Frutiger’s decision to design Roissy for the signage was a surprise amongst type experts. Due to Univers’s popularity and functionality, it was believed that it would also be implemented in the signage, but Frutiger felt that Univers was a good typeface for reading and not for signage.
Frutiger’s method of designing and creating fonts was strongly connected to his understanding of how a person reads and views text. His work on each individual character was extensive to ensure that as a whole, the font was made to perfection. Frutiger’s famous words, “From all these experiences the most important thing I have learned is that legibility and beauty stand close together and that type design, in its restraint, should be only felt but not perceived by the reader”4 show that he considers more than one perspective when it comes to font design.
Due to his attention to detail and willingness to create fonts with a purpose, Frutiger has offered a new method to type design that is used by font designers today — using mathematical logic. This logic is illustrated in the following:
“A purely geometrical letter-form is not tenable in the long term. The eye sees horizontal strokes as thicker than vertical ones and the perfect circle of the O appears mis-shapen. Built up from a geometrical basis, the lines must play freely, so that the individual characters find their own expression and join together in in a cohesive structure in world, line and page”.5
Using this method, font designers are able to understand the way that strokes work when it comes to individual characters and find a way to combat any issues that may arise as a result of stroke differences.
Frutiger also piloted what would later become the norm for fonts — classification by weight. This was first seen with his Univers font, which was expanded to include different weights for the regular, oblique and italic letterforms. His system is unique to the Univers typeface, due to the personalized method of numbering. Nowadays, we use different systems of classification, such as the 100 to 900 series in CSS typography, but the general principle is the same.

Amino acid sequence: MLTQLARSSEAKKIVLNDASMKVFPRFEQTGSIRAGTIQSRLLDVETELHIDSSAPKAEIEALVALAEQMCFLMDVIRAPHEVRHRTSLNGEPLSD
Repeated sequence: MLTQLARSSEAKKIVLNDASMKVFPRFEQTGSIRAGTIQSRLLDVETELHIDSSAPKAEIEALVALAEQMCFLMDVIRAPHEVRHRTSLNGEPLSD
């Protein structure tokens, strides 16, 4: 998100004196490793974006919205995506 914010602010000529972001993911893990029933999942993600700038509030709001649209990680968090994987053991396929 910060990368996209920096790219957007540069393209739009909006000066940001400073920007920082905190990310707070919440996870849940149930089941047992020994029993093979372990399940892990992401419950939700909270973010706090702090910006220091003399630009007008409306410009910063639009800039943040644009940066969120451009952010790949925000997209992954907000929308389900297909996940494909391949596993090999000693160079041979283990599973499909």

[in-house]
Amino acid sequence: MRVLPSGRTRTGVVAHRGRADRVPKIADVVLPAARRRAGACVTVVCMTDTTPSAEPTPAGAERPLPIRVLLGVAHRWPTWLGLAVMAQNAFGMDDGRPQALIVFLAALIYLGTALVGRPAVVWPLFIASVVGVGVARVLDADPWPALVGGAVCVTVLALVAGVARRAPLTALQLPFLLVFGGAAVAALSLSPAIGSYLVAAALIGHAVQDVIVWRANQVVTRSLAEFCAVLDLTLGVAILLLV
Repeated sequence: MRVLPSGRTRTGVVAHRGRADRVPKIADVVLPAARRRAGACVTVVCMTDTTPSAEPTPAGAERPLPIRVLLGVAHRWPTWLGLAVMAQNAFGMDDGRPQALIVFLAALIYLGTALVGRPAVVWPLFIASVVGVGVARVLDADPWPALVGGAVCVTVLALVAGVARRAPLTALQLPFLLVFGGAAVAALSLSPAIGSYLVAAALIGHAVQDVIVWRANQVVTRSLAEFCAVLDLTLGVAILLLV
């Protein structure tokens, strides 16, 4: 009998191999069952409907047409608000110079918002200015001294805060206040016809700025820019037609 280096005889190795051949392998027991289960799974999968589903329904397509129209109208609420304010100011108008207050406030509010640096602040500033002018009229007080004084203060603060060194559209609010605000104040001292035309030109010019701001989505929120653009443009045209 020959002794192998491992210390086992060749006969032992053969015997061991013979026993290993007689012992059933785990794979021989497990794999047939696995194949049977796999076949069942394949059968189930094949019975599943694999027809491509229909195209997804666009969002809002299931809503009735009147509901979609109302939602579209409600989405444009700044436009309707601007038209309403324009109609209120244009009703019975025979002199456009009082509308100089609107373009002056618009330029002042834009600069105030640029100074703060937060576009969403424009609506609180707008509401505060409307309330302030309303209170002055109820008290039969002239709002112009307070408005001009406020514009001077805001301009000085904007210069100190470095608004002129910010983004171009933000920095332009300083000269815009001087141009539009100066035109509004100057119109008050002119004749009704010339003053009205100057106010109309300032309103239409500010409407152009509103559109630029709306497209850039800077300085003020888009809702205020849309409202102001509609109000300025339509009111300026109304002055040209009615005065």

Frutiger is considered by many to be the typographer responsible for the leap from phototypesetting and metal type into digital typography in the twentieth century, in addition to redefining what sans-serif fonts were meant to be like. The creation of Univers, Frutiger and Avenir became the pillars amongst which various other sans-serif fonts would be based off of, and would eventually lead to being both redesigned and expanded by Frutiger as their usage became more common.
Frutiger was able to understand what many could not: digital typography is much different than traditional metal type. He was able to understand the technical problems that came along with transitioning from one surface to another and create fonts that, as a solution, would be adaptable to the change. He also kept in mind the fact that as fancy and detailed as fonts can be, in the long run, they may not be suitable in long texts and could cause more distractions to the viewer than originally intended, which is why he made fonts with the purpose of readability in all forms. The fact that he looked past the aesthetic look of sans-serif fonts and focused on how we as viewers would see these characters is what makes him such an important figure in typography.
1 Carter, Sebastian. Twentieth Century Type Designers. Norton, New York, 1995, pp. 162-169.
2 Frutiger, Adrian, et al. Adrian Frutiger - Typefaces: The Complete Works. London, Basel, 2009, 2014, 2012.
3 Dawson, Peter. The Essential Type Directory: A Sourcebook of Over 1,800 Typefaces and Their Histories. Tobias Frere-Jones, Running Press, 2019.
4 Heury & Heury. “The Adrian Frutiger Legacy.” Medium, Medium, 1 Nov. 2015, medium.com/@heuryandheury/the-adrian-frutiger-legacy-a459eef45231.
5 Frutiger, Adrian. Type, Sign, Symbol. ABC Edition, Zurich, 1980.
6 Christensen, Thomas. “Typeface: Univers.” Right Reading, Right Reading, www.rightreading.com/typehead/univers.htm.
Schwemer-Scheddin, Yvonne. “Eye Magazine.” Reputations: Adrian Frutiger, Eye Magazine, 1999, www.eyemagazine.com/feature/article/reputations-adrian-frutiger.